They have tended to increase at a much faster pace in their own vision. So your actual innovation, basket is a lot higher than the, you know, one and a half we’ve been experiencing. And it’s been, it’s been like that for a very, very long time, which tells me that. At some point, you need to improve that.

And that’s part of my case for inflation is that, and I don’t know exactly how we’re going to get there, but I’m because I’m optimistic. I hope we’re gonna get there. You need these dynamic. You need asset prices down and you need wages to go up.

Ben: [00:30:45] So I think, I, I think that kind of builds the context. So the us has all of these. So these are the visits. This is like building the case for inflation. And the last thing you said was that, because of this wages need to go up, asset prices need to go down and  this is, inflation, right?

Vincent: [00:31:00] Yes. That’s that, that is, that is the solution to this crisis. and I, I’m not clear how that would happen, but if you do, it’s hard to see it right now.

but you know, if you think again about the seventies, you know, this is what allowed the boomer generation do, live really, you know, they, they were able to buy very cheap houses. Yes. Interest rates were higher, but, you know, because in phase one was so high, we didn’t go straight to actually negative.

and wages were much higher than today. So this is why people were able to buy houses. And then when people buy houses, DPP, didn’t make babies. and then that’s how you get economy growth back. So this is what needs to happen for the new gen Z generation, where a lot of these, life, defining moments have been delayed, postponed.

I mean, You know, millennials with finally getting a little bit ahead after like 10 years ago, being on top of that, most of them go back to square one, I think debatable, but gen Z is for just like writing from college in economy, that’s being devastated and, you know, getting the college experience of the zoom.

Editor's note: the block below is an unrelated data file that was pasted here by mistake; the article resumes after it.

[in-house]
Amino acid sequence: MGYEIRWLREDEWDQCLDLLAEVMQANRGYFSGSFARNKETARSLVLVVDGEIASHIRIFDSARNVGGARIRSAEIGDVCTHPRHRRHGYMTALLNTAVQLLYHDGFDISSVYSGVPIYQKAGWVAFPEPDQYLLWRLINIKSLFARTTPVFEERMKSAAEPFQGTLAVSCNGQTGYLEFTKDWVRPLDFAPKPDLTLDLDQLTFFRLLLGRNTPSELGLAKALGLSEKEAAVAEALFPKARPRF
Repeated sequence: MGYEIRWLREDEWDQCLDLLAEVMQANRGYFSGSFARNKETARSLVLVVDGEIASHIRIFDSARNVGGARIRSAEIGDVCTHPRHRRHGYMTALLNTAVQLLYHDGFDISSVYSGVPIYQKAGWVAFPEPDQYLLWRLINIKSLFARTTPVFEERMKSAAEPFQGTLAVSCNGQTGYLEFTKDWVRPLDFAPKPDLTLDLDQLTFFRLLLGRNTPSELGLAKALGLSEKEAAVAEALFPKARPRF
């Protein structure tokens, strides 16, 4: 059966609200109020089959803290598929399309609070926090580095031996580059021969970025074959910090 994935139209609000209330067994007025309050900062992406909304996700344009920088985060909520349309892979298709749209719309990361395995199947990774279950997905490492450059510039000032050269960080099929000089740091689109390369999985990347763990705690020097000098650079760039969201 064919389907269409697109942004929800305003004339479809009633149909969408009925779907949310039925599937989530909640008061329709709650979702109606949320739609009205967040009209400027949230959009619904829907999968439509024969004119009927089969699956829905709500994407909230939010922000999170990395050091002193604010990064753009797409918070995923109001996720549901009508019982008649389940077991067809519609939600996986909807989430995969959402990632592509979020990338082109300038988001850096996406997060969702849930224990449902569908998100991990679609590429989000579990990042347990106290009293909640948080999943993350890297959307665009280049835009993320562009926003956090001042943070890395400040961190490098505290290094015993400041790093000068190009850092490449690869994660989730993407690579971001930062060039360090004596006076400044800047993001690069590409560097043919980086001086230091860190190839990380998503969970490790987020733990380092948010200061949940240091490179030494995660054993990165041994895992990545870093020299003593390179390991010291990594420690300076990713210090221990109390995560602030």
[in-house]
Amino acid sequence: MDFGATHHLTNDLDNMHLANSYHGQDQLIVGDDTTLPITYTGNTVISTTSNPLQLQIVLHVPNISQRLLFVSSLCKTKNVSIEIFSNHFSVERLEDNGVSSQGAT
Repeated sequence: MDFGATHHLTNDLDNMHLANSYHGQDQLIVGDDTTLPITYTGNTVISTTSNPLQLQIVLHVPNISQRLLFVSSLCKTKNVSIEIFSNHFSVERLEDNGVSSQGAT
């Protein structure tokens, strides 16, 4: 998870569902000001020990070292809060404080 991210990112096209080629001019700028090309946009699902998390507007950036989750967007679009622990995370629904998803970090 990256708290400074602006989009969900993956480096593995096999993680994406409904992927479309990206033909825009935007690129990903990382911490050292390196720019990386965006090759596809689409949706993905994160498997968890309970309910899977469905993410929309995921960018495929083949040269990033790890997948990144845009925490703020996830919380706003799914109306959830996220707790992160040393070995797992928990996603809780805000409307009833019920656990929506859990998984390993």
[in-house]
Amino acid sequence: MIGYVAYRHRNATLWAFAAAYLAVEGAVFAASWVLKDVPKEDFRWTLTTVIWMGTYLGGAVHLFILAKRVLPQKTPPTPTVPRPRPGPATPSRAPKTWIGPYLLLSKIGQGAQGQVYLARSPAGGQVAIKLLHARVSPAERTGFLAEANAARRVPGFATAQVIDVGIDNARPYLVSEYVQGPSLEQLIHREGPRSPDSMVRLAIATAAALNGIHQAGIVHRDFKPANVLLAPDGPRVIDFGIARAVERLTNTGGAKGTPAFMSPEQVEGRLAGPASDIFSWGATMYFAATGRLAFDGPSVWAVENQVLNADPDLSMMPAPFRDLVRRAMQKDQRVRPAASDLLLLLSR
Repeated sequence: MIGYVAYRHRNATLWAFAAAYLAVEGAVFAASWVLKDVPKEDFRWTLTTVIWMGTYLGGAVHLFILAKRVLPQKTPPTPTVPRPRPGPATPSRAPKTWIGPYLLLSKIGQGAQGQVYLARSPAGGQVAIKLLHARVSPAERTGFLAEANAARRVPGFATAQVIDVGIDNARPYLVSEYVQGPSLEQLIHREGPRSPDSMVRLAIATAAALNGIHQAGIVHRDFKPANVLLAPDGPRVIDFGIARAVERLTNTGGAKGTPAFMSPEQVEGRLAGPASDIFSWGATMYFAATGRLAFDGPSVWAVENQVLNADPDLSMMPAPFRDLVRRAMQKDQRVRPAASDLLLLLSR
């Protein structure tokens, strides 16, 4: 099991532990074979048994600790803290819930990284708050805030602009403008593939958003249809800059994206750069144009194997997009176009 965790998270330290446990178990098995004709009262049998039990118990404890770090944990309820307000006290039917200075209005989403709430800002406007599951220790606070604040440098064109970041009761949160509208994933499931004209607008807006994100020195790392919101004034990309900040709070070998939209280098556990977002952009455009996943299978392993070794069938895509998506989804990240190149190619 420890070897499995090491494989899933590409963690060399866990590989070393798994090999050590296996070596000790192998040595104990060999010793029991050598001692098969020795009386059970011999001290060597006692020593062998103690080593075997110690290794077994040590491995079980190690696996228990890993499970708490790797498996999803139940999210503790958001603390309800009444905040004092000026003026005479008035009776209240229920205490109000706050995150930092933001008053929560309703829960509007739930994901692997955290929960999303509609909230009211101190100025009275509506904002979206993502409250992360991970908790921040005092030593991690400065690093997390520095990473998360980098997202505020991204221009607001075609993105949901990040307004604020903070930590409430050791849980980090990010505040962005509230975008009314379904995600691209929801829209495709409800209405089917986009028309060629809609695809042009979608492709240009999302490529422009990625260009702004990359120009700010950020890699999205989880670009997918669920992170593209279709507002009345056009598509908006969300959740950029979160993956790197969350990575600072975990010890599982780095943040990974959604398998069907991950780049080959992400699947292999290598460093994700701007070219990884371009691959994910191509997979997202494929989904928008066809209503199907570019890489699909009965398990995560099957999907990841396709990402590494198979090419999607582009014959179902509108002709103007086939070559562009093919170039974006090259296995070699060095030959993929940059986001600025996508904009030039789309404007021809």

But eventually, if we were enrolled to return and asset today, that account of returns that they used to, which are ultimately lead linked to economic growth. I mean, that’s what eventually this asset class return should be is, is a, the claim on economy growth. You need economy growth, you need health information.

You need your phrase to increase. And for that you need higher wages, lower prices. Inflation is a way to get

Ben: [00:32:37] awesome. Well, I’m definitely going to link the boomer CPI. I mean, this is what everybody is talking about and seeing, but it was nice to see it in a graph for one for one age group prices are very much going up and for the other age group, Prices are very much going down.

I think you, you, you captured that very nicely.

Okay. inflation clearly coming at some point, due to all of these factors, the eight horseman, bonds, pretty dire return, forecast going forward stocks all time, high evaluations. speaking to the investors out there, I mean, How are you working with clients to structure their portfolios accordingly with all of this information?

Vincent: [00:33:18] I very difficult. I think for clients who are invested in to get assets on unlisted assets, because like you said, I mean the, the opportunities are, are bleak, which tells me by contrast and. I’m not entirely comfortable with this, but you know, if stocks and bonds are both valued, rubbings, gash is valuable.